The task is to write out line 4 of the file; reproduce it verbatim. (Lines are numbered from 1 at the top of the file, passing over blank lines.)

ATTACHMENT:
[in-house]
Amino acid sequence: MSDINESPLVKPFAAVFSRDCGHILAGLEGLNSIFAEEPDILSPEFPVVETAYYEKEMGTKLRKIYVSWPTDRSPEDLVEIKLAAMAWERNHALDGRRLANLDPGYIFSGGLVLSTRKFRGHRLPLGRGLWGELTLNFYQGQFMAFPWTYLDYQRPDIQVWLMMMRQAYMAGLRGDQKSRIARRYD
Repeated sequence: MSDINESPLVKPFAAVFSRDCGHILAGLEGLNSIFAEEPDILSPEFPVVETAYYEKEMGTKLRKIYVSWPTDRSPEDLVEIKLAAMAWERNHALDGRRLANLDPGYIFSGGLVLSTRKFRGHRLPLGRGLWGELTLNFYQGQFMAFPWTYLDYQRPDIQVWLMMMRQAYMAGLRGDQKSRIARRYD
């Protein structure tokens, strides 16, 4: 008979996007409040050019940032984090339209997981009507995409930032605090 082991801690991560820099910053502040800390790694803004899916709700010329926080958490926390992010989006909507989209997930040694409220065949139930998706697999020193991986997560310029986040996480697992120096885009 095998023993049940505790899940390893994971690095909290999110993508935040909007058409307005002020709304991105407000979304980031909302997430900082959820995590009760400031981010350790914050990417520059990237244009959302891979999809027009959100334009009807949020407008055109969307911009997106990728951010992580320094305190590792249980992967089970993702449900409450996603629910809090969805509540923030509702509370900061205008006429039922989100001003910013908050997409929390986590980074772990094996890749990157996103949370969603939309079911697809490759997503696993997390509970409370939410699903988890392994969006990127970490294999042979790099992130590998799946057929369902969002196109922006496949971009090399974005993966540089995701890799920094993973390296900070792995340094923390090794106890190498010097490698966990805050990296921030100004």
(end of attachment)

């Protein structure tokens, strides 16, 4: 008979996007409040050019940032984090339209997981009507995409930032605090 082991801690991560820099910053502040800390790694803004899916709700010329926080958490926390992010989006909507989209997930040694409220065949139930998706697999020193991986997560310029986040996480697992120096885009 095998023993049940505790899940390893994971690095909290999110993508935040909007058409307005002020709304991105407000979304980031909302997430900082959820995590009760400031981010350790914050990417520059990237244009959302891979999809027009959100334009009807949020407008055109969307911009997106990728951010992580320094305190590792249980992967089970993702449900409450996603629910809090969805509540923030509702509370900061205008006429039922989100001003910013908050997409929390986590980074772990094996890749990157996103949370969603939309079911697809490759997503696993997390509970409370939410699903988890392994969006990127970490294999042979790099992130590998799946057929369902969002196109922006496949971009090399974005993966540089995701890799920094993973390296900070792995340094923390090794106890190498010097490698966990805050990296921030100004």